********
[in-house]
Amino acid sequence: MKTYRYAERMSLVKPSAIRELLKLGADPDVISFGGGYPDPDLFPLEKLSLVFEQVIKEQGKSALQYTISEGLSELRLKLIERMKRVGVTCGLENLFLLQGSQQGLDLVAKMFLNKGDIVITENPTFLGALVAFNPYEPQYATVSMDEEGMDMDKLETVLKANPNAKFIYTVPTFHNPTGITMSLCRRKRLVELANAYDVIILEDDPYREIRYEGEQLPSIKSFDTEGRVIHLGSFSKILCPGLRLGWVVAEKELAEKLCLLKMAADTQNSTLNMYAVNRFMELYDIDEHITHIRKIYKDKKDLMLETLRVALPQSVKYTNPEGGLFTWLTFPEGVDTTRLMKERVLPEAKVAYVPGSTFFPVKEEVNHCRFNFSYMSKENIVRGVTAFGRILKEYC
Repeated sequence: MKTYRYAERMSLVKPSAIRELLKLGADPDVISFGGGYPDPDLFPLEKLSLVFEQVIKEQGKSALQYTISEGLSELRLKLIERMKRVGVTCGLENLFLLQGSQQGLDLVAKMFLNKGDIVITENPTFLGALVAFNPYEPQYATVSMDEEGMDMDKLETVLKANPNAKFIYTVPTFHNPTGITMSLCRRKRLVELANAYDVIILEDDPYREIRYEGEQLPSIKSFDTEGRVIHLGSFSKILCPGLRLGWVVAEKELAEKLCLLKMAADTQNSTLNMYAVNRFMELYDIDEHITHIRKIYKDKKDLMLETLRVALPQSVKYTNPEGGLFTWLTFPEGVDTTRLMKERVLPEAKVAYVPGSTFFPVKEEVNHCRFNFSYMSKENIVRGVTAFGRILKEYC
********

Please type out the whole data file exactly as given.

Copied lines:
[in-house]
Amino acid sequence: MKTYRYAERMSLVKPSAIRELLKLGADPDVISFGGGYPDPDLFPLEKLSLVFEQVIKEQGKSALQYTISEGLSELRLKLIERMKRVGVTCGLENLFLLQGSQQGLDLVAKMFLNKGDIVITENPTFLGALVAFNPYEPQYATVSMDEEGMDMDKLETVLKANPNAKFIYTVPTFHNPTGITMSLCRRKRLVELANAYDVIILEDDPYREIRYEGEQLPSIKSFDTEGRVIHLGSFSKILCPGLRLGWVVAEKELAEKLCLLKMAADTQNSTLNMYAVNRFMELYDIDEHITHIRKIYKDKKDLMLETLRVALPQSVKYTNPEGGLFTWLTFPEGVDTTRLMKERVLPEAKVAYVPGSTFFPVKEEVNHCRFNFSYMSKENIVRGVTAFGRILKEYC
Repeated sequence: MKTYRYAERMSLVKPSAIRELLKLGADPDVISFGGGYPDPDLFPLEKLSLVFEQVIKEQGKSALQYTISEGLSELRLKLIERMKRVGVTCGLENLFLLQGSQQGLDLVAKMFLNKGDIVITENPTFLGALVAFNPYEPQYATVSMDEEGMDMDKLETVLKANPNAKFIYTVPTFHNPTGITMSLCRRKRLVELANAYDVIILEDDPYREIRYEGEQLPSIKSFDTEGRVIHLGSFSKILCPGLRLGWVVAEKELAEKLCLLKMAADTQNSTLNMYAVNRFMELYDIDEHITHIRKIYKDKKDLMLETLRVALPQSVKYTNPEGGLFTWLTFPEGVDTTRLMKERVLPEAKVAYVPGSTFFPVKEEVNHCRFNFSYMSKENIVRGVTAFGRILKEYC